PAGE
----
Fail through is ONLY for if you have multiple authentication sources that have different user databases.  If you simply have multiple radius servers that point to the same database, it is inefficient, because upon a username or password failure, it will check all of them.

 

 It is less restrictive, if you have CPPM to put multiple authentication sources and make decisions based on that, than to use failthrough on the controller.

 

For example, if you have two domains, join CPPM to both of them and add both as authentication sources and CPPM will go through them sequentially.  That would eliminate the need to have termination, and put a server certificate on the controller.  As soon as you pass more than one controller for redundancy or capacity, this makes even more sense.  You would only need a certificate on CPPM for radius, vs. a server cert for each controller.

 

Last, but not least, if you have a CPPM cluster, and all your CPPM servers are pointing to the same backend database like AD, do NOT enable failthrough.  If you have all your CPPM servers in the server group, it will try the first one and it will only go onto the next one if the first one fails to respond.  If you enable failthrough, it will register negative hits on ALL your servers, and that is inefficient.  That will delay the client erroring out, which is essential for good performance.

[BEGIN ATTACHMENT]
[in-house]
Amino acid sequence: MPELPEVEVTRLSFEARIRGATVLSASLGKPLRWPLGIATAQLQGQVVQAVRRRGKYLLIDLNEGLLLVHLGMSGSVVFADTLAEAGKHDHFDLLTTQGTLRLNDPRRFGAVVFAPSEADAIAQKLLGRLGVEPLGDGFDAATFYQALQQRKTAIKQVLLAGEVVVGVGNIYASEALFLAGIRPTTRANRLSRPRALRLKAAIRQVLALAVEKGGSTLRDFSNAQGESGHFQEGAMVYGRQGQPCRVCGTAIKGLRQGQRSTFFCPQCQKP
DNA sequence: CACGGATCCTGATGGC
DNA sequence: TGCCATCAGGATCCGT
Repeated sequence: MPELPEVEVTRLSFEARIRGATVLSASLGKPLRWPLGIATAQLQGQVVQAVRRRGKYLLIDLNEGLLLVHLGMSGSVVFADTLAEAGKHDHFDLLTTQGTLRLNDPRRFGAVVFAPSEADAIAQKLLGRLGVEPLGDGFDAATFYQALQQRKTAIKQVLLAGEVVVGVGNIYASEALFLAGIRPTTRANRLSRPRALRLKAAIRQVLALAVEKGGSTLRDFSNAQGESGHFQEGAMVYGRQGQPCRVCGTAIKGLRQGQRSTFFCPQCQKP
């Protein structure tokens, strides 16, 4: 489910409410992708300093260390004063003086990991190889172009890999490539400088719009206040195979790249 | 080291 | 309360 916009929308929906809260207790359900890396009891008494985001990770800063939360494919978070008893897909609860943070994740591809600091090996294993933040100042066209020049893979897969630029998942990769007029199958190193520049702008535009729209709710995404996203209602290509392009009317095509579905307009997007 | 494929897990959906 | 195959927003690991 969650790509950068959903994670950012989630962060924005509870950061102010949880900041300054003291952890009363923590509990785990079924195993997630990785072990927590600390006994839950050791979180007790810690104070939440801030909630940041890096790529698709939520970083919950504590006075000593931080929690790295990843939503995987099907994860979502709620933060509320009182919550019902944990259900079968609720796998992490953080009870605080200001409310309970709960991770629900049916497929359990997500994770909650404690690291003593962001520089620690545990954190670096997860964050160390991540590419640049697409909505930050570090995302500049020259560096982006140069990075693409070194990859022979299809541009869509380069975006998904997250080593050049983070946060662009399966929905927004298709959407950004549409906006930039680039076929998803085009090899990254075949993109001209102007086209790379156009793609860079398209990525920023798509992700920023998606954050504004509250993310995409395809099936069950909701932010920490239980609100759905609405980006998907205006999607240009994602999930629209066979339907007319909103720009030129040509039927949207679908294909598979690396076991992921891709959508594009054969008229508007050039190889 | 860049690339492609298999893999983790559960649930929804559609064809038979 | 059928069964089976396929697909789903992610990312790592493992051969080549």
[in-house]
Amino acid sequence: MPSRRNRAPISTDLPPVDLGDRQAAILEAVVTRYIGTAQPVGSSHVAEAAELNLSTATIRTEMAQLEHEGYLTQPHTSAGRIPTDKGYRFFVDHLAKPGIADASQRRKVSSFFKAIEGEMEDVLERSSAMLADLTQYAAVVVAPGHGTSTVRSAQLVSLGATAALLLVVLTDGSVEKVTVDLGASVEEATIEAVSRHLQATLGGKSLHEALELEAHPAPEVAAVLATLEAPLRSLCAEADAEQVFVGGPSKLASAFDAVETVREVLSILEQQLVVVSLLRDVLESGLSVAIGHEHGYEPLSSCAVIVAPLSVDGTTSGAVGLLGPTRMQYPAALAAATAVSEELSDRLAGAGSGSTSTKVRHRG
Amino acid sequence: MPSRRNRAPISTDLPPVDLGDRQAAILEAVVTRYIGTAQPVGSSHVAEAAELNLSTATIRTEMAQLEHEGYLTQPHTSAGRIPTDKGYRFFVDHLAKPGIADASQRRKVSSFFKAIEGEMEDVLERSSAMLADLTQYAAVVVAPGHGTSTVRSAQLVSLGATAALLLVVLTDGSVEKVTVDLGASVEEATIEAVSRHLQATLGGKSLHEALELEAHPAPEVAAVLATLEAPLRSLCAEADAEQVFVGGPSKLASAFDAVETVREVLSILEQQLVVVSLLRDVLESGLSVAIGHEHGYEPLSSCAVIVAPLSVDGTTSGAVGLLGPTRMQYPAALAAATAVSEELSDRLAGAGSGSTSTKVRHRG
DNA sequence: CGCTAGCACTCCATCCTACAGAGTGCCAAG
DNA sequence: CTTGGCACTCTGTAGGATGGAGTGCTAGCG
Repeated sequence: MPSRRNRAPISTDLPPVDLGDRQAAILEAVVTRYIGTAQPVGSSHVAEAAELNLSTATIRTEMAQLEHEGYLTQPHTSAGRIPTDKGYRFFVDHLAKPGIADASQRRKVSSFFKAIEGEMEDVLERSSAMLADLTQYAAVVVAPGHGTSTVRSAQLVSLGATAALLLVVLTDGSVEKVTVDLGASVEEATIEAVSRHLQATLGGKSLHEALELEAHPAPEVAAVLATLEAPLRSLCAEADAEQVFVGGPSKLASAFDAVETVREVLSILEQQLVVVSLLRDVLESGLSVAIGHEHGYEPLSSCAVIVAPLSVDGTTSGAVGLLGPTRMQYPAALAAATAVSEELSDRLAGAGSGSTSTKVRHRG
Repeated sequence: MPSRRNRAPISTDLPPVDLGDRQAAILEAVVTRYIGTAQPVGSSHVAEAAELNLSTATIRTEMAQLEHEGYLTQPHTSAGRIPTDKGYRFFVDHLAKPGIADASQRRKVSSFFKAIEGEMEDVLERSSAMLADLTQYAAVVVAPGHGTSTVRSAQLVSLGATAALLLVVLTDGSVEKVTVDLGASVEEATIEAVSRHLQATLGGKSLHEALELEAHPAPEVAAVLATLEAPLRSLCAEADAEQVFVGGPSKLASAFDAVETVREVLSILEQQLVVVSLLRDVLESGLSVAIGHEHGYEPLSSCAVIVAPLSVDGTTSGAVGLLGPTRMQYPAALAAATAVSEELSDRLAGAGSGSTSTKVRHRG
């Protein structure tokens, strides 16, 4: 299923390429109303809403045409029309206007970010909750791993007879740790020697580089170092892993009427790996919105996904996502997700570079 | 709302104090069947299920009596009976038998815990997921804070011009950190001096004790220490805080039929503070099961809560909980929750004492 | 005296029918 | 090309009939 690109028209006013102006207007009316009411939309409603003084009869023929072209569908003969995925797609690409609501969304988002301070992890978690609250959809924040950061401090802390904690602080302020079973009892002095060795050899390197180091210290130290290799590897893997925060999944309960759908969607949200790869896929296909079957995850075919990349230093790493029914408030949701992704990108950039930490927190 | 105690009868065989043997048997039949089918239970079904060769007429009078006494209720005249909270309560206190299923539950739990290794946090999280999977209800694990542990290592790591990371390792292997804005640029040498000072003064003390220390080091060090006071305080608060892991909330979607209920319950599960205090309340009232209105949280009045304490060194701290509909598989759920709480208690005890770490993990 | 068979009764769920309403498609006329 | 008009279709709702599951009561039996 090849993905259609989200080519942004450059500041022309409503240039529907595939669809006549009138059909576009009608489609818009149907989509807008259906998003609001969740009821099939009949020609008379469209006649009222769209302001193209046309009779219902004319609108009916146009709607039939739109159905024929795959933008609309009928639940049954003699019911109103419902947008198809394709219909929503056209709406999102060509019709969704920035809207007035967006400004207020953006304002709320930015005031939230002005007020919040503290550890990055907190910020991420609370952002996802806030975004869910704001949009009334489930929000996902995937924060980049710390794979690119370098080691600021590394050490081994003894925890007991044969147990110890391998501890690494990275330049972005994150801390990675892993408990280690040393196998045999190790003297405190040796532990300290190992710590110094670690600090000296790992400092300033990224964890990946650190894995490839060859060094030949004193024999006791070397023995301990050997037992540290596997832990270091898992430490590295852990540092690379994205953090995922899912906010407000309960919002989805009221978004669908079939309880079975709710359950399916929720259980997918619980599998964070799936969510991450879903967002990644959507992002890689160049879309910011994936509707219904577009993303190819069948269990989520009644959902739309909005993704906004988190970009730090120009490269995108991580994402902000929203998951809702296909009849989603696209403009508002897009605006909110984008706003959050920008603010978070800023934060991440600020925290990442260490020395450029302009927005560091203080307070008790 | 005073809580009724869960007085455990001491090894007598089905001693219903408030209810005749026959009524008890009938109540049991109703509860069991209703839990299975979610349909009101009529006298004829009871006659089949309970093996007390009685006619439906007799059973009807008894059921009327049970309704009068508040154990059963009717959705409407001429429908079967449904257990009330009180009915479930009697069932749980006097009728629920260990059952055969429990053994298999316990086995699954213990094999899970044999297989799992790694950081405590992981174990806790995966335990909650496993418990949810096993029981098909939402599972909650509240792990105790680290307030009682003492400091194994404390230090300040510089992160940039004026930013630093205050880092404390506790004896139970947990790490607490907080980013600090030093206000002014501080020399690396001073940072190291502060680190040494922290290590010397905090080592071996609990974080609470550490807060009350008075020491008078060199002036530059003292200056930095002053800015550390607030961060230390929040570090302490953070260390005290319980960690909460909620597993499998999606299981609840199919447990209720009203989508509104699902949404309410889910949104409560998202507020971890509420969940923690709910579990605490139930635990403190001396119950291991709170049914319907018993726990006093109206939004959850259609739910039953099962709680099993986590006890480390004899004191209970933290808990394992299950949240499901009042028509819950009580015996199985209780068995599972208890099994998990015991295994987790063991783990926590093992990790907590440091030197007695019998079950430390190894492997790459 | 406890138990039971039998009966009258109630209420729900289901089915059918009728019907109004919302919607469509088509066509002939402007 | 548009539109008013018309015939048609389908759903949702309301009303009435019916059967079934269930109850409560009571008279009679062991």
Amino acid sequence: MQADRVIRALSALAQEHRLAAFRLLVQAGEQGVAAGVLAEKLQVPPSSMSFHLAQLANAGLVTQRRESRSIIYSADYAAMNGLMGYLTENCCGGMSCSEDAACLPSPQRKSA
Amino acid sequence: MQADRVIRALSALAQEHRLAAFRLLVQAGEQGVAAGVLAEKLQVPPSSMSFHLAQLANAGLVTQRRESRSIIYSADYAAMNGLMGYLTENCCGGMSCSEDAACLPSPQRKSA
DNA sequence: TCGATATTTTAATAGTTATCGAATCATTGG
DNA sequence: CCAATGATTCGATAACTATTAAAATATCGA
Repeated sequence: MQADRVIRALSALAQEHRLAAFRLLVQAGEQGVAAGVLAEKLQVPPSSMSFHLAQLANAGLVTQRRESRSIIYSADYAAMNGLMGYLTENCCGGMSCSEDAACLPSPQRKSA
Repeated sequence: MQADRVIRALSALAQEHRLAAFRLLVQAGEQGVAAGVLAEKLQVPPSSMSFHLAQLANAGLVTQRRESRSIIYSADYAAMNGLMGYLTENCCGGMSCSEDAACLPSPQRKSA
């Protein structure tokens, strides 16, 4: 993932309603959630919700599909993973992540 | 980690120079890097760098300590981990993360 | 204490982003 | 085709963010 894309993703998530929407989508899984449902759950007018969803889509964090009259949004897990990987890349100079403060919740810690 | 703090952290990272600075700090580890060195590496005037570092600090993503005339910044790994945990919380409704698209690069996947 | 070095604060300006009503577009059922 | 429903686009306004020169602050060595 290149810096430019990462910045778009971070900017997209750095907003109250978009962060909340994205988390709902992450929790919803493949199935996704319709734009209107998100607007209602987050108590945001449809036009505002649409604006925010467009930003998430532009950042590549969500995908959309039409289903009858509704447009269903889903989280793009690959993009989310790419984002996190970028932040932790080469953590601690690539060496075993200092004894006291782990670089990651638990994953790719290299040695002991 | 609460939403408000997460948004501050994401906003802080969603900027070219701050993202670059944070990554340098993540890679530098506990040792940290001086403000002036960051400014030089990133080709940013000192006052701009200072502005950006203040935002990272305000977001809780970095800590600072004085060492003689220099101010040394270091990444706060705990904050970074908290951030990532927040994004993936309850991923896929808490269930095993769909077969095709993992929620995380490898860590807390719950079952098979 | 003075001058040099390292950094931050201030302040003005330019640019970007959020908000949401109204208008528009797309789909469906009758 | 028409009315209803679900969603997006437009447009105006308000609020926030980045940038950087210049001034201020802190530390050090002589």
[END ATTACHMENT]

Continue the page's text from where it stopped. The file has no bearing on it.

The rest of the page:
Colin Joseph
Aruba Customer Engineering

Looking for an Answer? Search the Community Knowledge Base Here: Community Knowledge Base

MVP
Posts: 1,111
Registered: ‎10-11-2011

Re: Use internal PKI or external certs?

I COMPLETELY misunderstood that feature.  I thought it was for redundancy should one RADIUS server fail, it would move to the next RADIUS server.  Thanks for clarifying.